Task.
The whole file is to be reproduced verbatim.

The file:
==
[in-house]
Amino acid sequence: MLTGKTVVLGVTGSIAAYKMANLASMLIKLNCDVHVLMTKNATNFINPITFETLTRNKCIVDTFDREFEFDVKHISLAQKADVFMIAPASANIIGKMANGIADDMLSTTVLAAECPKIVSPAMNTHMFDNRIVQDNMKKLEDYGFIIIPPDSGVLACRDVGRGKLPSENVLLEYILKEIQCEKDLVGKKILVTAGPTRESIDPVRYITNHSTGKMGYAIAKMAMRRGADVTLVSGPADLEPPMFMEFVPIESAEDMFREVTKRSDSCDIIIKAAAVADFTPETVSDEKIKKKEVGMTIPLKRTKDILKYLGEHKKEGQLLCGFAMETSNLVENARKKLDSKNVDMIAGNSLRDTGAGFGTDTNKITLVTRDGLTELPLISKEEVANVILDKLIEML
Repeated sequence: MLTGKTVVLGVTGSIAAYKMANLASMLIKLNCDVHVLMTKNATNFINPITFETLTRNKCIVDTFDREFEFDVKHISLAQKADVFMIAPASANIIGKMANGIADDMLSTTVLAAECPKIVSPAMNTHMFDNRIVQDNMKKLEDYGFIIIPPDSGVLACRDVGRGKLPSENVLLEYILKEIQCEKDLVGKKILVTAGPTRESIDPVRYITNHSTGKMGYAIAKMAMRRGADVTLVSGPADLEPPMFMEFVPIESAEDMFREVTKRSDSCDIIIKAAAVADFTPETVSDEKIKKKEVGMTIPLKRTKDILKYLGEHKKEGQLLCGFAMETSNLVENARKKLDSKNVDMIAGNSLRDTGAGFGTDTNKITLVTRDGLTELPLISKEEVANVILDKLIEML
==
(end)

[in-house]
Amino acid sequence: MLTGKTVVLGVTGSIAAYKMANLASMLIKLNCDVHVLMTKNATNFINPITFETLTRNKCIVDTFDREFEFDVKHISLAQKADVFMIAPASANIIGKMANGIADDMLSTTVLAAECPKIVSPAMNTHMFDNRIVQDNMKKLEDYGFIIIPPDSGVLACRDVGRGKLPSENVLLEYILKEIQCEKDLVGKKILVTAGPTRESIDPVRYITNHSTGKMGYAIAKMAMRRGADVTLVSGPADLEPPMFMEFVPIESAEDMFREVTKRSDSCDIIIKAAAVADFTPETVSDEKIKKKEVGMTIPLKRTKDILKYLGEHKKEGQLLCGFAMETSNLVENARKKLDSKNVDMIAGNSLRDTGAGFGTDTNKITLVTRDGLTELPLISKEEVANVILDKLIEML
Repeated sequence: MLTGKTVVLGVTGSIAAYKMANLASMLIKLNCDVHVLMTKNATNFINPITFETLTRNKCIVDTFDREFEFDVKHISLAQKADVFMIAPASANIIGKMANGIADDMLSTTVLAAECPKIVSPAMNTHMFDNRIVQDNMKKLEDYGFIIIPPDSGVLACRDVGRGKLPSENVLLEYILKEIQCEKDLVGKKILVTAGPTRESIDPVRYITNHSTGKMGYAIAKMAMRRGADVTLVSGPADLEPPMFMEFVPIESAEDMFREVTKRSDSCDIIIKAAAVADFTPETVSDEKIKKKEVGMTIPLKRTKDILKYLGEHKKEGQLLCGFAMETSNLVENARKKLDSKNVDMIAGNSLRDTGAGFGTDTNKITLVTRDGLTELPLISKEEVANVILDKLIEML